The preceding account and woodcuts will be sufficient to explain the meaning of the various words by which the carceres were designated in poetical language, namely, claustra (Stat. llieb. vi. 399 ; I lor. Epist. i. 14. 9), crypta (Sidon Cam/. xxiii. 319),/«««?$ (Cassiodor. Var. Epist. iii. 51), ostia (Auson. Epist. xviii. 11),fores carceris (Ovid, Trist.v. 9. 29), repagula (Ovid, Met. ii. 155 ; Sil. Ital. xvi. 318), limina equorum (Id. xvi. 317).

It will not fail to be observed that the line of the carceres is not at a right angle with the spina, but forms the segment of a circle, the centre of which is a point on the right hand of the arena ; the reason for which is obviously that all the chariots might have, as neaily as possible, an equal dis­tance to pass over between the carceres and mouth of the course. Moreover, the two sides of tho circus are not parallel to each other, nor the spina to either of them ; but they are so planned that the course diminishes gradually from the mouth at (J), until it reaches the corresponding line at the opposite side of the spina (K), where it is narrower by thirty-two feet. This might have proceeded from economy, or be necessary in the present in­stance on account of the limited extent of the circus; for as all the four, or six, chariots would enter the mouth of the course nearly abreast, the greatest width would be required at that spot ; but as they got down the course, and one or more took the lead, the same width would be no longer necessary.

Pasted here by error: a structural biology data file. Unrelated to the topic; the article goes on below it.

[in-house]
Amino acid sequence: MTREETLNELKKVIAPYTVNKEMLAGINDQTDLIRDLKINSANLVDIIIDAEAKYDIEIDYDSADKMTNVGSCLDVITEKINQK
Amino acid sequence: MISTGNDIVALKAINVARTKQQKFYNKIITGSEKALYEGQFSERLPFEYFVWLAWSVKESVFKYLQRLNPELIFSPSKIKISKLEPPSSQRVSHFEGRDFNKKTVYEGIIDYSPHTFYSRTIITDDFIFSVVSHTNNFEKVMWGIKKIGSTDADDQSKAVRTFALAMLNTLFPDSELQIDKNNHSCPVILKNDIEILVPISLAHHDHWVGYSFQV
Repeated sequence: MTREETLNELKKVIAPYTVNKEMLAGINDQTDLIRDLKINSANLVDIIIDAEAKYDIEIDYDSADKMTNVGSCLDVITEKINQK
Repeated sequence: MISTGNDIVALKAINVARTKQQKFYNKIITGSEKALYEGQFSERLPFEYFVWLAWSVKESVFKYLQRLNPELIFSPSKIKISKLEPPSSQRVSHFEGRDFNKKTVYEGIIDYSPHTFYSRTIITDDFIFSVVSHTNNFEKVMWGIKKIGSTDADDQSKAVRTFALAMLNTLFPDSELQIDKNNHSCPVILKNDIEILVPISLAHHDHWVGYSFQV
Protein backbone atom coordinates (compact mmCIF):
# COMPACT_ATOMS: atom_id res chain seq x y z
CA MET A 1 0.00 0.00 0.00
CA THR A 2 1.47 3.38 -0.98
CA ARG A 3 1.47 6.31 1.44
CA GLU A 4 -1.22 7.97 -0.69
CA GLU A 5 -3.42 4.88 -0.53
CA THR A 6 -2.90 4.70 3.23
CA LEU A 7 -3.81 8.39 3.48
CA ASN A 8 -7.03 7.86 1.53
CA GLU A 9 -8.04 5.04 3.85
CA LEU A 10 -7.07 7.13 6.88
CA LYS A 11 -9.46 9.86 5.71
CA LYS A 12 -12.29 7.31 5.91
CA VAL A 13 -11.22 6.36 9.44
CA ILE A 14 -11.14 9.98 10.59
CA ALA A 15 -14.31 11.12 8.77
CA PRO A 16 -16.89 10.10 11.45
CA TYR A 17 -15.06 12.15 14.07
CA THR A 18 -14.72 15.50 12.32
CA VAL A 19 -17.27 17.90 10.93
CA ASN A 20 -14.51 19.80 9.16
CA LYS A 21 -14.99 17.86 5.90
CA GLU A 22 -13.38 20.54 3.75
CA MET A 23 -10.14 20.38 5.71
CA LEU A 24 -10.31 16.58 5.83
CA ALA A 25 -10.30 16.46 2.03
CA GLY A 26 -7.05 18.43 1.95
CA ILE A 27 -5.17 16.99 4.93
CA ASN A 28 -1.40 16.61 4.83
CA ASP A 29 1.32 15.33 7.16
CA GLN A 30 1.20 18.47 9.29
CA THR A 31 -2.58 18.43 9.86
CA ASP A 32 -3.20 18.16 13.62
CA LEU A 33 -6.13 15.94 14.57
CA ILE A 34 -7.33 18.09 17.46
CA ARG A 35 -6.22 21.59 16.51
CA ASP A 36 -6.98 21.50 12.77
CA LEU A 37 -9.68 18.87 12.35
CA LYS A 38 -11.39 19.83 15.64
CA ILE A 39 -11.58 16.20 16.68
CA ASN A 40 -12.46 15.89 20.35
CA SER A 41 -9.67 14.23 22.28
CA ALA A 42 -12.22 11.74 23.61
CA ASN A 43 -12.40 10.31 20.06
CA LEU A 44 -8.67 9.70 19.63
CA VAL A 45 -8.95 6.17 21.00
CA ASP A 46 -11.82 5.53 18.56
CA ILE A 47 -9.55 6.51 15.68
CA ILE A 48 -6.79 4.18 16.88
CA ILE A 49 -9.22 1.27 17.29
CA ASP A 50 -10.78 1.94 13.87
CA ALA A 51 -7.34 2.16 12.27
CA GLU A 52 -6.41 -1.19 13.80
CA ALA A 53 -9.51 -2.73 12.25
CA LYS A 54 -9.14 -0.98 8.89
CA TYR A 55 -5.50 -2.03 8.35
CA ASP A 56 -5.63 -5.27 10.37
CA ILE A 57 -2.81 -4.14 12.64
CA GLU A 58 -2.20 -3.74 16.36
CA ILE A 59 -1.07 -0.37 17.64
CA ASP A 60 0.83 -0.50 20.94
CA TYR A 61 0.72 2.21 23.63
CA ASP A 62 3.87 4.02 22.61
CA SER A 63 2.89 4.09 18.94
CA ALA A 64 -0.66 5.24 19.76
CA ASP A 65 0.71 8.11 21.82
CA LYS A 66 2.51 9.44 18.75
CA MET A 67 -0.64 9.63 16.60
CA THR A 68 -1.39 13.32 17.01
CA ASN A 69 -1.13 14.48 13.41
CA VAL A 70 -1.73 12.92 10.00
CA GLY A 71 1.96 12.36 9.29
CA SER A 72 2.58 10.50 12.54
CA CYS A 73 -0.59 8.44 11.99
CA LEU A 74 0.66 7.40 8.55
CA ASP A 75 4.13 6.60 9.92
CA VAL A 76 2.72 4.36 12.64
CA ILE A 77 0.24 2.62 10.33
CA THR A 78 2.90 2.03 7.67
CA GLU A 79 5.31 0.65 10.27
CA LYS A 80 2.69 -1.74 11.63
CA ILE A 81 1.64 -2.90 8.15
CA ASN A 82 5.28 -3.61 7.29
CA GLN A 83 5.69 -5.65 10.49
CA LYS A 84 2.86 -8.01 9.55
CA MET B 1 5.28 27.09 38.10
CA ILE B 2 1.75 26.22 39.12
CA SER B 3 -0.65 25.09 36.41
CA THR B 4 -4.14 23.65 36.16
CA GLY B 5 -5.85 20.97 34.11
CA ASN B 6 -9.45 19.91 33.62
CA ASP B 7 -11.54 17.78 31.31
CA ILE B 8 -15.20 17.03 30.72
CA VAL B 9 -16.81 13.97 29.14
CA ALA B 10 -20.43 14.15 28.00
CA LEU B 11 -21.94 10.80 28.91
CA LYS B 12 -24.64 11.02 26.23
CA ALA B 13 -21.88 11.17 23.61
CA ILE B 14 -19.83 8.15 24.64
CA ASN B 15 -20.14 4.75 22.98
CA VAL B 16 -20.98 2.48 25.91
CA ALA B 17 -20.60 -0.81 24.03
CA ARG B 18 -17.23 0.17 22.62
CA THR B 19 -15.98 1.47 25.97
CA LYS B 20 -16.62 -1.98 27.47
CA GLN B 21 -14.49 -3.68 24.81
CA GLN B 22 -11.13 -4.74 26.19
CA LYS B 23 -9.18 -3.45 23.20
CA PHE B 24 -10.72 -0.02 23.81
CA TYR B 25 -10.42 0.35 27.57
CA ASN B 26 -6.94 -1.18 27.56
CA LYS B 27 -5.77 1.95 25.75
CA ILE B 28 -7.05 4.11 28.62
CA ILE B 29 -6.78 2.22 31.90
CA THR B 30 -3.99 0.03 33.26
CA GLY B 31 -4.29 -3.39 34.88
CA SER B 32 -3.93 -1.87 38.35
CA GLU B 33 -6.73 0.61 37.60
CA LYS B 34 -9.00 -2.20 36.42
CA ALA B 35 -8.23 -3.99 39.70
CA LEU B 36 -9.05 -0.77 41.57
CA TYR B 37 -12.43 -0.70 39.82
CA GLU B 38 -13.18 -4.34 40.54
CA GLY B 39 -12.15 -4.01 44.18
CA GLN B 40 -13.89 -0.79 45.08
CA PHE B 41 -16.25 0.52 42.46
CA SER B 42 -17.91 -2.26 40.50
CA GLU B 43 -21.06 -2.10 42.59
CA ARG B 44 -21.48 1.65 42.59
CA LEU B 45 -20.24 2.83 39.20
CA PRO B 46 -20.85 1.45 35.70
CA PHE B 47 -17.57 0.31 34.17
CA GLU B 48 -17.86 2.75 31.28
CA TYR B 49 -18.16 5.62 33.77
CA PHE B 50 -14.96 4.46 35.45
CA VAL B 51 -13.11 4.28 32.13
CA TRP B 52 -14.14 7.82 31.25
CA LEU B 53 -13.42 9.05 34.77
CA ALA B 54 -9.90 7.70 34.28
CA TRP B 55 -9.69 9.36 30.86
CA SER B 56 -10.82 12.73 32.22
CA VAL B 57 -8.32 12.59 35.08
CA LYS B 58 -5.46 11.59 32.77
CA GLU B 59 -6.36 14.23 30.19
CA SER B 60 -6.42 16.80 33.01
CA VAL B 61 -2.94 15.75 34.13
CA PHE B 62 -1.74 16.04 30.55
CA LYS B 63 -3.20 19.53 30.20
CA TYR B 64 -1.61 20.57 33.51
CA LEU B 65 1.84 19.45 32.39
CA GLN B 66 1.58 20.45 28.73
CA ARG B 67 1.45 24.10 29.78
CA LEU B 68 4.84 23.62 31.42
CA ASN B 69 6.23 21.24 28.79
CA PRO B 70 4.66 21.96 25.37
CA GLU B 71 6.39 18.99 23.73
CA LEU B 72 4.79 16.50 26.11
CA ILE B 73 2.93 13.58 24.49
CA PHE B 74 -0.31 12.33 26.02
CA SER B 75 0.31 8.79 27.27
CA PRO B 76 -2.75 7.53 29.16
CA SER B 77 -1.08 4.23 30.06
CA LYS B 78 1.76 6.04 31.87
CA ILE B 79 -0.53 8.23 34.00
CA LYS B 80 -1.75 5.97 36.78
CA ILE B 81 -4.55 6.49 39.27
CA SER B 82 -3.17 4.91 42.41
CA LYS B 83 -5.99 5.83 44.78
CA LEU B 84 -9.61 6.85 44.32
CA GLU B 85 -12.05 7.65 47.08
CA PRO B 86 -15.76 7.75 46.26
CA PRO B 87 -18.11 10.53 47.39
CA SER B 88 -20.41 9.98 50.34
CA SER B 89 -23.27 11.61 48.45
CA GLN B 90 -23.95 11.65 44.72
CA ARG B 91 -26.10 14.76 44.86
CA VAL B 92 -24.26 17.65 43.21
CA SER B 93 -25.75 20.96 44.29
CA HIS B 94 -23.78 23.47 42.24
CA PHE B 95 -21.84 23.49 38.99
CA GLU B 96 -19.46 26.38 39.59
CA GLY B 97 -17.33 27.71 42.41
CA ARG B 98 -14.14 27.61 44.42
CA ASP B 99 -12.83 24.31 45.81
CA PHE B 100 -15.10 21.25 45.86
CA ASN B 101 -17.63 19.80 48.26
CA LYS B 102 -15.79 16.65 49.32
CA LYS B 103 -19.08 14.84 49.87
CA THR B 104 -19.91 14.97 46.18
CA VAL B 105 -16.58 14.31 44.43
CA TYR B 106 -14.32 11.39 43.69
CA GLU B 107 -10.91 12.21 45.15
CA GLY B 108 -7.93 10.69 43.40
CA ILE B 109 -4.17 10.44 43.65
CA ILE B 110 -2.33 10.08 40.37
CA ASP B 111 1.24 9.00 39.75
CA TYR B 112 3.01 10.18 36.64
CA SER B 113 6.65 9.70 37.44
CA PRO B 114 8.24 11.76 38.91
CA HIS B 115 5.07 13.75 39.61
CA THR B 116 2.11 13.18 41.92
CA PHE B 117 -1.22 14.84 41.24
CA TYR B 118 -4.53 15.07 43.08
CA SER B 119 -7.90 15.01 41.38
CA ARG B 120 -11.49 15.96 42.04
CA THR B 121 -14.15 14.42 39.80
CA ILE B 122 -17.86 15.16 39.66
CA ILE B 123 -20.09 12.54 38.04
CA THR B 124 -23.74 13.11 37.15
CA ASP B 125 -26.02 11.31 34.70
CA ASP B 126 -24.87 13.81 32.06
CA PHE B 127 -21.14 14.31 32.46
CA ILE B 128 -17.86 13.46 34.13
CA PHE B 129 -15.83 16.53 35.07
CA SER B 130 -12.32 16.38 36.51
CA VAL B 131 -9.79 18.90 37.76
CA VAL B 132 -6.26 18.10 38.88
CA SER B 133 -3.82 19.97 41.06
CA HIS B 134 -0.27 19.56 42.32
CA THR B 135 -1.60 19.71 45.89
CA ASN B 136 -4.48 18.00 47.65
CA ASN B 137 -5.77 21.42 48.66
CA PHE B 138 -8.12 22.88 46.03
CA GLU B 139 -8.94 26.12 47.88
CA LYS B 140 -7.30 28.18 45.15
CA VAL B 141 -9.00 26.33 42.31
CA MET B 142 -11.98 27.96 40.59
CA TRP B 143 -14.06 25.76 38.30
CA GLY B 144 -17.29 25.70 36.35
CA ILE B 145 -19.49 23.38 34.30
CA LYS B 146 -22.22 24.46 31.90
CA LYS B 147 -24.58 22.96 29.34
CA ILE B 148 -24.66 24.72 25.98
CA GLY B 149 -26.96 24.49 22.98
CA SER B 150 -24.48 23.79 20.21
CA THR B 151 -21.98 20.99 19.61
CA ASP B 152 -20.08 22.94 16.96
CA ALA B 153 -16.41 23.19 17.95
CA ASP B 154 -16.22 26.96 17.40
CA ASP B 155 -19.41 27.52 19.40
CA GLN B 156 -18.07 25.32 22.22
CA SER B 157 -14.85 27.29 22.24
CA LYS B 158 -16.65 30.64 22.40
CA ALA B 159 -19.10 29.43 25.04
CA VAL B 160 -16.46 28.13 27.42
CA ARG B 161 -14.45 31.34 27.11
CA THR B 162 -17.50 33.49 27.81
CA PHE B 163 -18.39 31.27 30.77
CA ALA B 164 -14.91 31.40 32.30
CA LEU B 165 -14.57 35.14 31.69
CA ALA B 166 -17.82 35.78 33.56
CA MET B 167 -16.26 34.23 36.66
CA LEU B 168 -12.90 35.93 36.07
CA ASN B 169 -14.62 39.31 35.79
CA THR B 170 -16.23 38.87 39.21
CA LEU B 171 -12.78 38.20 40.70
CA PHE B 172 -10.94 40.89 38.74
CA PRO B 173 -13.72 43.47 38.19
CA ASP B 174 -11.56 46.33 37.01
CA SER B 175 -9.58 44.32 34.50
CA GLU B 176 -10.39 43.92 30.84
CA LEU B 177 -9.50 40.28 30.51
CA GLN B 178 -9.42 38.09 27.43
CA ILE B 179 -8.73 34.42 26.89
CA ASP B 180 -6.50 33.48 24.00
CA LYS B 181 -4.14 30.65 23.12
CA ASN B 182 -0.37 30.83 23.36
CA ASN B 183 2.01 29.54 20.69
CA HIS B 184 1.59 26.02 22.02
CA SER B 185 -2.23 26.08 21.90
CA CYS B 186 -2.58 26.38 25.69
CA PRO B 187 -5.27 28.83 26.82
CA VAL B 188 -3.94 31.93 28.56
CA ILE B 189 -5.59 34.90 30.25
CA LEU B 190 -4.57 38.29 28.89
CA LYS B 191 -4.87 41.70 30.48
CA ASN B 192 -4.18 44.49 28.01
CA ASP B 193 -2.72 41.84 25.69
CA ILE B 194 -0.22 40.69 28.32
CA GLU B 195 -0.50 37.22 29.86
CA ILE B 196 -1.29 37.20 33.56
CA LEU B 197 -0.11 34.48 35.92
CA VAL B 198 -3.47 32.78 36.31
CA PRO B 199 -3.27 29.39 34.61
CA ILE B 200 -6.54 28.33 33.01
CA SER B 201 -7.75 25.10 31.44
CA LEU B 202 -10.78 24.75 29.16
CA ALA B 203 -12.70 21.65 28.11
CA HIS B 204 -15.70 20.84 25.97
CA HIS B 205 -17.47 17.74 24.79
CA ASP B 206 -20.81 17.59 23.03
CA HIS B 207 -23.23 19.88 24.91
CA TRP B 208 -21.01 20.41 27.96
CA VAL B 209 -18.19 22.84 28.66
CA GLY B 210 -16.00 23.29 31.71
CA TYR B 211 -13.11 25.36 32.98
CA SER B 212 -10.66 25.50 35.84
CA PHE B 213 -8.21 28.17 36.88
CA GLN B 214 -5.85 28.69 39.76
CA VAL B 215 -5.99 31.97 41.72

The carceres were divided into two sets of six each, accurately described by Cassiodorus (L c.) as bissena ostia, by an entrance in the centre (L), called porta pompae • because it was the one through which the Circensian procession entered, and which, it is inferred from a passage in Ausonius (Epist. xviii. 12), was always open, forming a thoroughfare through the circus. Be­sides this entrance, there were four others, two at the termination of the seats between the cavea and the oppidum (M, M), another at (N), and the fourth at (0), under the vault of which the fresco decorations are still visible. This is supposed to be the Porta Triumphalis, to which its situation seems adapted. One of the others was the Porta Libi-tinensis (Lamprid. Commod. 16), so called because it was the one through which the dead bodies of those killed in the games were carried out. (Diou Cass. Ixxii. p. 1222.)

Such were the general features of a circus, as far as regards the interior of the fabric. The area had also its divisions appropriated to particular purposes, with a nomenclature of its own attached to each. The space immediately before the oppi­dum was termed circus primus ; that near the meta prima, circus inferior or intimus (Varr. De Ling. Lat. v. 154), which latter spot, in the Circus Maximus, was also termed ad Murcim, or ad

Pages
About | First | English Index | Classified Index | Latin Index | Greek Index

284

285

286
letter/word  
page #  
Search this site
Google


ancientlibrary.com
WWW
All non-public domain material, including introductions, markup, and OCR © 2005 Tim Spalding.
Ancient Library was developed and hosted by Tim Spalding of Isidore-of-Seville.com.